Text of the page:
I wanted so badly to have someone else mold this dinosaur for me! So why have I done it myself? I was faced with having to ship it out to a professional (since there are no mold making/casting services here in South Florida) and everyone I spoke to recommended that I cut it apart before mailing it. I didn’t want the original to be cut up at all in the first place… by anyone! If I had to do the hardest part (dismembering my own creation), I might as well just do all the rest of the molding too.
I was rehearsing with my coping saw, trying to determine where would be the most inconspicuous places on the Rex to make my cuts. A coping saw has a pretty small blade but I was still dreading the 1/8″ of detail I would loose with each cut to my dinosaur. That’s when I leaned about a jeweler’s saw; it’s blade is thin as thread. It make a razor blade seem thick. So after careful consideration, some practice cuts and more reconsideration… I did it. Now that I had finally finished the T-Rex and baked it, I cut it apart.
I cut off both the legs with the body resting on a clay support. Both feet had been screwed into the wood base; I thoughtlessly buried both screws in clay and baked it there. So once I cut both legs free from the body, I could spin them independently to unscrew them from the base.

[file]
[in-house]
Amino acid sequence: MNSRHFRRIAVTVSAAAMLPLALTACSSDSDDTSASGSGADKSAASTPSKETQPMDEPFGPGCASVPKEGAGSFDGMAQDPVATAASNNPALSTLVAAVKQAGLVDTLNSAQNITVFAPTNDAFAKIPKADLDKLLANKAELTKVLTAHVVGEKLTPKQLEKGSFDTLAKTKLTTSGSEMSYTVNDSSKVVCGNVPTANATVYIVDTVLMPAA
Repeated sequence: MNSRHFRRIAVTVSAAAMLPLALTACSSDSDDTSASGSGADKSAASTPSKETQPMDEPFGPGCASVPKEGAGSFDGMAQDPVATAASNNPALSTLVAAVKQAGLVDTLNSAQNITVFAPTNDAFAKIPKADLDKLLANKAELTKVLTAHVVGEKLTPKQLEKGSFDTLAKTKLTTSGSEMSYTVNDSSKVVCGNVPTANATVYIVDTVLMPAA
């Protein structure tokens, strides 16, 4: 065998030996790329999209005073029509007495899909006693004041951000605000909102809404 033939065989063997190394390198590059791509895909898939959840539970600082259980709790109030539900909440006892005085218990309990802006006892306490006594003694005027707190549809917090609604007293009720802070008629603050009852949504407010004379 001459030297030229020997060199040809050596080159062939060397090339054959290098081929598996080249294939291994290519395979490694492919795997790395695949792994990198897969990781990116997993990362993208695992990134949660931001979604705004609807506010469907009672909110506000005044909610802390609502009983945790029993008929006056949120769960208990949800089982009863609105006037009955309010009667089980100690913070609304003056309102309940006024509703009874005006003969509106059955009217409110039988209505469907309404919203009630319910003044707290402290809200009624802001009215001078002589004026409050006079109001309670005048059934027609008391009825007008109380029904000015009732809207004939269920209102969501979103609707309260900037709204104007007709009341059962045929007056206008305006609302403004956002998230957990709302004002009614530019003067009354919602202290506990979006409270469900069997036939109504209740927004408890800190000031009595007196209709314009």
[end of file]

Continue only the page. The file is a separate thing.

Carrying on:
In hindsight, I should have at least cut the body in half though. I thought it was great that the head, body, and tail could be molded all in one piece. The problem is that the mold is cumbersome and a bit tricky to rotocast by hand. The good news is that the casts are coming out good. The great news is that there’s a Rex on it’s way to Duboseart now for a paint job, right now! I’ve got some ideas for customizing one myself, and if you’d like to customize and/or paint one, contact me for more information.